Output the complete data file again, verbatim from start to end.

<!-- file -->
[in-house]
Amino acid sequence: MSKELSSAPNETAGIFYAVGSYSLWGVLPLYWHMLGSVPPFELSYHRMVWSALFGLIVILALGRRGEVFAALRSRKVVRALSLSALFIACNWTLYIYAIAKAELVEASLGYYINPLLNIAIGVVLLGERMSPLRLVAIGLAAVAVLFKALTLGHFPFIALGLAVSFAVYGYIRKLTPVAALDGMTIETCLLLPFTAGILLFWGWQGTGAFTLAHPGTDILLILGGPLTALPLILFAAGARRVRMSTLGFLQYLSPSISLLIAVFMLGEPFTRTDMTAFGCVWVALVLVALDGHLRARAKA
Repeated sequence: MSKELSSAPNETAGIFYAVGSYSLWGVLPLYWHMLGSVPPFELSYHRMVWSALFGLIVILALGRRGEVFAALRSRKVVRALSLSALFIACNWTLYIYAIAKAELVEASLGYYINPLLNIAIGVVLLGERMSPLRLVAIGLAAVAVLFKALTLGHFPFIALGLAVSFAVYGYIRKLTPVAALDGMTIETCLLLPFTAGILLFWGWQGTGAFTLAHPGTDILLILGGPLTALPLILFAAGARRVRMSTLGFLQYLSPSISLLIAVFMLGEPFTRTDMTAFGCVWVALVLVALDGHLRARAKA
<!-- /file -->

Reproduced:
[in-house]
Amino acid sequence: MSKELSSAPNETAGIFYAVGSYSLWGVLPLYWHMLGSVPPFELSYHRMVWSALFGLIVILALGRRGEVFAALRSRKVVRALSLSALFIACNWTLYIYAIAKAELVEASLGYYINPLLNIAIGVVLLGERMSPLRLVAIGLAAVAVLFKALTLGHFPFIALGLAVSFAVYGYIRKLTPVAALDGMTIETCLLLPFTAGILLFWGWQGTGAFTLAHPGTDILLILGGPLTALPLILFAAGARRVRMSTLGFLQYLSPSISLLIAVFMLGEPFTRTDMTAFGCVWVALVLVALDGHLRARAKA
Repeated sequence: MSKELSSAPNETAGIFYAVGSYSLWGVLPLYWHMLGSVPPFELSYHRMVWSALFGLIVILALGRRGEVFAALRSRKVVRALSLSALFIACNWTLYIYAIAKAELVEASLGYYINPLLNIAIGVVLLGERMSPLRLVAIGLAAVAVLFKALTLGHFPFIALGLAVSFAVYGYIRKLTPVAALDGMTIETCLLLPFTAGILLFWGWQGTGAFTLAHPGTDILLILGGPLTALPLILFAAGARRVRMSTLGFLQYLSPSISLLIAVFMLGEPFTRTDMTAFGCVWVALVLVALDGHLRARAKA